Genie: The Forbidden Experiment
On November 4th 1970, LA authorities found a thirteen year old girl strapped to a potty chair. The story behind the girl shocked the world, the girl was named Genie, she was daughter to an abusive alcoholic father and a nearly blind mother. Genie had spent most of her life in solitary confinement, given little attention from the other members of her family and beaten by her father if she ever made a noise. This meant that Genie never had the opportunity to develop like other children. At the age of thirteen Genie was unable to speak, and was incontinent. Thirteen is passed what is believed to be the critical period for language development, after admittance to Los Angeles Children’s Hospital, researchers and medical staff set out to see if they could teach Genie to speak and disprove the theory of a Critical Period.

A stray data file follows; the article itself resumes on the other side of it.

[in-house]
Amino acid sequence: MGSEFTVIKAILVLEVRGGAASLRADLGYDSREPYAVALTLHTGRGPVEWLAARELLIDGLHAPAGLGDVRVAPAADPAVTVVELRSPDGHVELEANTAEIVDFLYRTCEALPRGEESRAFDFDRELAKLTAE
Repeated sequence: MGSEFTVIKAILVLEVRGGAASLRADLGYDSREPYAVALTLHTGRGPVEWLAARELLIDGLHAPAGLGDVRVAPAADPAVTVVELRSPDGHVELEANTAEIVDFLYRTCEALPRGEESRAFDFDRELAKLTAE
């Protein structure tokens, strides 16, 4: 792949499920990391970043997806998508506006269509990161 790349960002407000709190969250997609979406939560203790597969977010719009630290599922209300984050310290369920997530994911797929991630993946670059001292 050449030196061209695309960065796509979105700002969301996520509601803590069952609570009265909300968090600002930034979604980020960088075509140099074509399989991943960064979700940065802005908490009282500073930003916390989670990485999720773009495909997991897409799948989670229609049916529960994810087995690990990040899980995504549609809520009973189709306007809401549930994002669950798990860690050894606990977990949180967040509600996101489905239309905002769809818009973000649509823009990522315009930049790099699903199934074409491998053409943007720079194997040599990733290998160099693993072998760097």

There is a lot of arguement about whether Genie’s treatment after her discovery was ethical. Some argued that rather than being treated as a participant she should have been treated as a patient. Genie was suffering from severe malnutrition, yet she was still subjected to a series of psychological experiments.
The study was an example of the forbidden experiment, Genie was a perfect example of a case of severe privation. This allowed psychologists to carry out research into the effects of privation, something that cannot be ethically researched except in a case like this. Was it right to take advantage of Genie in this way?
For more information on this subject:
Fromkin, V., Krashen, S., Curtiss, S., Rigler, D. & Rigler, M. (1974). The development of language in genie: a case of language acquisition beyond the “critical period”. Brain and Language, 1, 81-107